Chances are you’re just a few days away from an amazing summer vacation. One of the perks of a vacation is staying a hotel that caters to all of our needs. You may be in for a new experience depending on where you stay from now on – hotels are now communicating with guests through texting.
Zingle is one of just many programs that hotels have started using, which allows guests to text message their requests rather than having to pick up the phone. The “How it Works,” page on the Zingle website shows that a hotel guest can easily send a text message requesting something.
The advertised perks for businesses to use Zingle are that “Texting provides a running record of every conversation that takes place between two parties,” and “Texting is easier for businesses because it eliminates verbal communication mistakes.”
Hotels will also be able to analyze data and view that particular client’s conversation history. Basically it sounds pretty great, and almost completely impossible for guests to leave the hotel unsatisfied.
However, it should be pretty easy to see the downsides as well. Can anything really replace that human connection? Can a text message provide hospitality? Can a text message replace the quirky personality that the concierge has or the bell hop’s sense of humor?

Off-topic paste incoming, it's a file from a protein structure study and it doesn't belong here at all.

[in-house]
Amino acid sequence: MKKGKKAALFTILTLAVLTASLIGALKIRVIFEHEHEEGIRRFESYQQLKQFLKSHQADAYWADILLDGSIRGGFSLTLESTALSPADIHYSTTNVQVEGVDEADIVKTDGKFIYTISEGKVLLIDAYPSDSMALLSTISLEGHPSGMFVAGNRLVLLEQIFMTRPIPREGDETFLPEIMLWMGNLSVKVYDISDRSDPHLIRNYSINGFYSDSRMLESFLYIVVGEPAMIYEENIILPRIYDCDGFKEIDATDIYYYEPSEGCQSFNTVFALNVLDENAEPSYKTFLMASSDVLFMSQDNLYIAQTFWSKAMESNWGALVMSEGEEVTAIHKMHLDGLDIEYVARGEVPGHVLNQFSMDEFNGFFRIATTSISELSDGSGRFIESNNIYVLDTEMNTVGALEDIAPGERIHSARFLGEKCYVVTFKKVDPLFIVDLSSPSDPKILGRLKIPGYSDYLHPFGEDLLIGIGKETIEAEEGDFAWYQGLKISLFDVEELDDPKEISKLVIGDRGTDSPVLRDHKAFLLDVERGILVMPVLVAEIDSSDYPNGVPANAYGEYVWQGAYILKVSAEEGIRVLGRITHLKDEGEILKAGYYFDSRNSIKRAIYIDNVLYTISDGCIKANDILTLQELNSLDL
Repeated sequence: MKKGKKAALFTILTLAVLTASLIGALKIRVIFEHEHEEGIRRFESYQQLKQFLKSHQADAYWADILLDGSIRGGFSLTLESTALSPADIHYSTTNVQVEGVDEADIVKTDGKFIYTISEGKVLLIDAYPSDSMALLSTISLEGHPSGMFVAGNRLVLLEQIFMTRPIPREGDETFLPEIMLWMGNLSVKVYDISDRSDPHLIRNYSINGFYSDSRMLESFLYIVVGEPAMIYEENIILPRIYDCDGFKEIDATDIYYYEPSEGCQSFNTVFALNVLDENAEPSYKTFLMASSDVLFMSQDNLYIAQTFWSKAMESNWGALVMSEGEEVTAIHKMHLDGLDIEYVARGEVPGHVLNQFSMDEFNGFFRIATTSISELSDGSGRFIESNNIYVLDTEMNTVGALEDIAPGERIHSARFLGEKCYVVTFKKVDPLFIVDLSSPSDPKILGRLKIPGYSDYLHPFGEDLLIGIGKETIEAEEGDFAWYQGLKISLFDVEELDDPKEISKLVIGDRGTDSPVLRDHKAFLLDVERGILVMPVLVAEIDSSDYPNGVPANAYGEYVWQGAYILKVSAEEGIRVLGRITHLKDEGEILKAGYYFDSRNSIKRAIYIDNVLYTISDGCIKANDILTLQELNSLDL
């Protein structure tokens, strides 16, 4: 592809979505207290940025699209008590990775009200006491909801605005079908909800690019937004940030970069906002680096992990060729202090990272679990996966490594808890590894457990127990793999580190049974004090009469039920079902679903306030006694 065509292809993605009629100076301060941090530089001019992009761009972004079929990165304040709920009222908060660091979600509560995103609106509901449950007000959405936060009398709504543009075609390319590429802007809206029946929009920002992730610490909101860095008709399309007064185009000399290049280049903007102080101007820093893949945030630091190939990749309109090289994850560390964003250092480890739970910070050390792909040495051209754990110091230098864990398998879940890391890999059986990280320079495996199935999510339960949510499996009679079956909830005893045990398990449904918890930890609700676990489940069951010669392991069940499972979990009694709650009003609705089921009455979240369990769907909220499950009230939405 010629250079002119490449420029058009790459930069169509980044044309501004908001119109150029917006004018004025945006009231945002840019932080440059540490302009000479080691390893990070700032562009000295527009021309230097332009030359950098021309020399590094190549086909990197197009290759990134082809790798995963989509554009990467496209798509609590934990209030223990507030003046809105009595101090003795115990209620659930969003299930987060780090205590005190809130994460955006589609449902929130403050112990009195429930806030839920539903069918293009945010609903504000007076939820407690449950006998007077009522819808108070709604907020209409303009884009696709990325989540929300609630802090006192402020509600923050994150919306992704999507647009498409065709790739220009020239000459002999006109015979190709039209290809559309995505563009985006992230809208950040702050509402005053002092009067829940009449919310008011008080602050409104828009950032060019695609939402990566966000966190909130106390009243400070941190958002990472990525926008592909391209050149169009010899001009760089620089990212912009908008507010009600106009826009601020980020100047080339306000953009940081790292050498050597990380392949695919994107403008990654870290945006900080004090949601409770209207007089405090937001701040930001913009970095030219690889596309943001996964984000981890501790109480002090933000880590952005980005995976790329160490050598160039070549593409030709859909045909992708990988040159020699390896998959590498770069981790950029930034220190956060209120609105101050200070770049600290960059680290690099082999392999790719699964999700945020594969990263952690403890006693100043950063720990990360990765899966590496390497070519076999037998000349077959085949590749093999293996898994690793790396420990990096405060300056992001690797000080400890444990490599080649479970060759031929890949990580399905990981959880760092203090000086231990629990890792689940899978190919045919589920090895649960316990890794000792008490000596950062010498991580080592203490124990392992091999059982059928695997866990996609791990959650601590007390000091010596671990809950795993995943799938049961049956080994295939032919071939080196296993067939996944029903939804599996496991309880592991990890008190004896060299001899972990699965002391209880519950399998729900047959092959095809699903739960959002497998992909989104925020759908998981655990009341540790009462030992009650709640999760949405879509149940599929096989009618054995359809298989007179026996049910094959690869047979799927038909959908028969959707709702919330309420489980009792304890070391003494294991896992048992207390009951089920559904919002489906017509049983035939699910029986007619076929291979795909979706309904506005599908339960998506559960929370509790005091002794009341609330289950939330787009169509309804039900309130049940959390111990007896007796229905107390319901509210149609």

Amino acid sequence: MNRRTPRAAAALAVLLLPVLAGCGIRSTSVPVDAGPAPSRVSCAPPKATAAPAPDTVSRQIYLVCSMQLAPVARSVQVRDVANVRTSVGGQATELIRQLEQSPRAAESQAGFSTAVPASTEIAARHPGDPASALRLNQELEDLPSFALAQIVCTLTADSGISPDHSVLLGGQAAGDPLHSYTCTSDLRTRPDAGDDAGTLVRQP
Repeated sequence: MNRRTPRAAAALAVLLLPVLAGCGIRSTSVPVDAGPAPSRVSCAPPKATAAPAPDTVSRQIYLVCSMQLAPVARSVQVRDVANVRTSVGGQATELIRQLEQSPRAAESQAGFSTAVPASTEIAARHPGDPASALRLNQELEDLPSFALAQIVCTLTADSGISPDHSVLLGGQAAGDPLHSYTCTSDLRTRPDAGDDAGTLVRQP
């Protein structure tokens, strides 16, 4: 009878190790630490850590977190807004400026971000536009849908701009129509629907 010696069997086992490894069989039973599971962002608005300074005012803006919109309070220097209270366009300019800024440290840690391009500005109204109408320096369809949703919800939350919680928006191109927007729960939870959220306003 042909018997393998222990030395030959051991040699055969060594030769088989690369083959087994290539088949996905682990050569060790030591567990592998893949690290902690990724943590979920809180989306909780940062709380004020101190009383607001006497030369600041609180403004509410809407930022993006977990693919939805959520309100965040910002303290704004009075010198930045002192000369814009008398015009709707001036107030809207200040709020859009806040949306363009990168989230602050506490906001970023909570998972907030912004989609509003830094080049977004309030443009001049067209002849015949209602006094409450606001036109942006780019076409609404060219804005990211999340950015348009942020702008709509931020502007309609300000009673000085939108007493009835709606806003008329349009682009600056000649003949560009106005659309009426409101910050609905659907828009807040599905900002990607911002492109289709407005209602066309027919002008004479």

Hotel Chatter discusses hotels and texting and whether this is truly better customer service or not – making the point that usually better customer service goes hand-in-hand with more guest interaction, not less. Another great point is made, is sending a text to make restaurant reservation really that much easier than picking up the phone? While some may be okay with the decreased human interaction, others will not be too thrilled, especially those who are not so technically savvy.
USA Today reported the experiences of various hotels that have adopted texting as way of communicating with their guests. For example general manager, Tony Phillips, of the Loews Vanderbilt Nashville told USA Today that the amount of requests has gone up, possibly showing that guests feel more comfortable to ask for what they need because they are able to send a message rather than having to pick up the phone and ask. Perhaps it almost feels like we aren’t inconveniencing anyone because we don’t have to talk to them. Phillips also stated that employees have 2 minutes to respond to a text, if the text has not been responded to in that time a manager then gets involved in order to guarantee fast service.
This method of communication is debatable, of course. There will always be those who prefer the sound of a voice over the phone rather than a text but perhaps this is something that we should anticipate seeing more and more.